# Radioisotope dating accuracy

We will deal with carbon dating first and then with the other dating methods.

It makes no sense at all if man appeared at the end of billions of years.Atoms of radioactive isotopes are unstable and decay over time by shooting off particles at a fixed rate, transmuting the material into a more stable substance.For instance, half the mass of carbon-14, an unstable isotope of carbon, will decay into nitrogen-14 over a period of 5,730 years.C) dating usually want to know about the radiometric[1] dating methods that are claimed to give millions and billions of years—carbon dating can only give thousands of years.People wonder how millions of years could be squeezed into the biblical account of history. Christians, by definition, take the statements of Jesus Christ seriously.The unswerving regularity of this decay allows scientists to determine the age of extremely old organic materials -- such as remains of Paleolithic campfires -- with a fair degree of precision.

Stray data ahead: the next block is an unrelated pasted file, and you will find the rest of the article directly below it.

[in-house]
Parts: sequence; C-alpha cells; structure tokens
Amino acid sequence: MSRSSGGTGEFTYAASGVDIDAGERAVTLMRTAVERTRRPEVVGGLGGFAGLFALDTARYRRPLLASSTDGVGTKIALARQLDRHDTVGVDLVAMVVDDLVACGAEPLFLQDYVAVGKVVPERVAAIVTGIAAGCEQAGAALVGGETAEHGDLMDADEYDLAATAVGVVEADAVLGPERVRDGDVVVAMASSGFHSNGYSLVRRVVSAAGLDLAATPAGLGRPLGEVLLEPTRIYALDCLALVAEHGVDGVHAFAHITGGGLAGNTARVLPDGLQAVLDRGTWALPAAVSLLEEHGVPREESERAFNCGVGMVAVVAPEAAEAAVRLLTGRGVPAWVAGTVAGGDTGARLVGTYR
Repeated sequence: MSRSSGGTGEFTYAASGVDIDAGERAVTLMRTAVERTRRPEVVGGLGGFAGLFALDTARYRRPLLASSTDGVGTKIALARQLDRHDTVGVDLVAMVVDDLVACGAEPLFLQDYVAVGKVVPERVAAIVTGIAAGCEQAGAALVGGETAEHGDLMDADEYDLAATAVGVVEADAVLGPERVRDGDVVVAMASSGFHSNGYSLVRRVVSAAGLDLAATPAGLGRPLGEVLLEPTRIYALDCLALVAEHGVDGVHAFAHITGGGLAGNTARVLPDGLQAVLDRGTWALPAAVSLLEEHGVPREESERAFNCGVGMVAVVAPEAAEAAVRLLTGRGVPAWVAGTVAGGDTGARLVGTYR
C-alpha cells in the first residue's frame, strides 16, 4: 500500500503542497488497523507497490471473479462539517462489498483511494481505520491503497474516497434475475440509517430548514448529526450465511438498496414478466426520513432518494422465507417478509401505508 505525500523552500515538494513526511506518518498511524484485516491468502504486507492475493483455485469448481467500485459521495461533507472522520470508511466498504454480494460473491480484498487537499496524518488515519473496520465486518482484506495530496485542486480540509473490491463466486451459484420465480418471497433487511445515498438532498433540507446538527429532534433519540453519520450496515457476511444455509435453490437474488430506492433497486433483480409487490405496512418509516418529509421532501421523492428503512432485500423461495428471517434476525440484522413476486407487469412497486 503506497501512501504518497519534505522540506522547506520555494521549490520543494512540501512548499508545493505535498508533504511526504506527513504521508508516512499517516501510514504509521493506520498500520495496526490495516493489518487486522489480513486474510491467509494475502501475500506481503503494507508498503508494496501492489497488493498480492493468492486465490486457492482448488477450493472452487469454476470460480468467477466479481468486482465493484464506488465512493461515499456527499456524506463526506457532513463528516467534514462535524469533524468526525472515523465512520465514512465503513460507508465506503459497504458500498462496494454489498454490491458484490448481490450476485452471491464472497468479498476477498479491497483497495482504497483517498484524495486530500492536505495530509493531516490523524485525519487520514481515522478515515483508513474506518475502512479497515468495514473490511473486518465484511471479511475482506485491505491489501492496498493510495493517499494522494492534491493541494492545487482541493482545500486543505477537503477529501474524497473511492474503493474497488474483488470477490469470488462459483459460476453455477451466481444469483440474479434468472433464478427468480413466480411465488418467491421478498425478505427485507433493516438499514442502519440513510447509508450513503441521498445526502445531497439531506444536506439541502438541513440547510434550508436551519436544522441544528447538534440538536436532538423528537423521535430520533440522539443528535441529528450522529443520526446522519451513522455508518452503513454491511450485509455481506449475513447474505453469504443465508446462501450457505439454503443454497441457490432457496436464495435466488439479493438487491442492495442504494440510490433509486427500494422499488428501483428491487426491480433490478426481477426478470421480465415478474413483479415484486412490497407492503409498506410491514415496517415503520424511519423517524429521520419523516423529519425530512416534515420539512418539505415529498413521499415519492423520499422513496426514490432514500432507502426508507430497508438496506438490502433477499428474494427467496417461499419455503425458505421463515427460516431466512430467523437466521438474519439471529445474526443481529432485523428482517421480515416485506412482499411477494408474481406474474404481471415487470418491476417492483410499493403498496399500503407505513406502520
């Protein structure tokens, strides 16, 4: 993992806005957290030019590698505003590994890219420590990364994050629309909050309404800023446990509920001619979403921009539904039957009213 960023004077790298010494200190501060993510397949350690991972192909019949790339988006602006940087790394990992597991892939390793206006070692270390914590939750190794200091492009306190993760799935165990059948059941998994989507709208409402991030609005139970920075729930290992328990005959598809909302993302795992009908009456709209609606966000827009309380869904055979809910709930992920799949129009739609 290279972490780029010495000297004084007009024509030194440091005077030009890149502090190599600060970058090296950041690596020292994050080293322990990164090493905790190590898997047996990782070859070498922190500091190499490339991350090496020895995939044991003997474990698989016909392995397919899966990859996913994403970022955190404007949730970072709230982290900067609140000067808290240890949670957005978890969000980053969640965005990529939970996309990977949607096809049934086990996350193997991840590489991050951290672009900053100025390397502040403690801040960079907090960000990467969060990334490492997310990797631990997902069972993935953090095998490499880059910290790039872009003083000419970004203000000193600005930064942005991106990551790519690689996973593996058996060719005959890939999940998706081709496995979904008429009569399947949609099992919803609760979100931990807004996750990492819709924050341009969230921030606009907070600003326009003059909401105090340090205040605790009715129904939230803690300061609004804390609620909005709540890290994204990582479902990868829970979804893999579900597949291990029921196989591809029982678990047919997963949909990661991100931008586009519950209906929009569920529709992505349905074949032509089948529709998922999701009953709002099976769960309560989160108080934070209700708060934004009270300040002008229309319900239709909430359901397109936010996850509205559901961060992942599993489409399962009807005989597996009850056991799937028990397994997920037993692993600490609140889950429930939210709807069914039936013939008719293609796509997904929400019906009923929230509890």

The decay of uranium-238, which has a half-life of nearly 4.5 billion years, enabled geologists to determine the age of the Earth.

The key is to measure an isotope that has had time to decay a measurable amount, but not so much as to only leave a trace remaining.

Given isotopes are useful for dating over a range from a fraction of their half life to about four or five times their half life.

Symbolically, the process of radioactive decay can be expressed by the following differential equation, where N is the quantity of decaying nuclei and k is a positive number called the exponential decay constant.

The meaning of this equation is that the rate of change of the number of nuclei over time is proportional only to the number of nuclei.

So, we have a “clock” which starts ticking the moment something dies.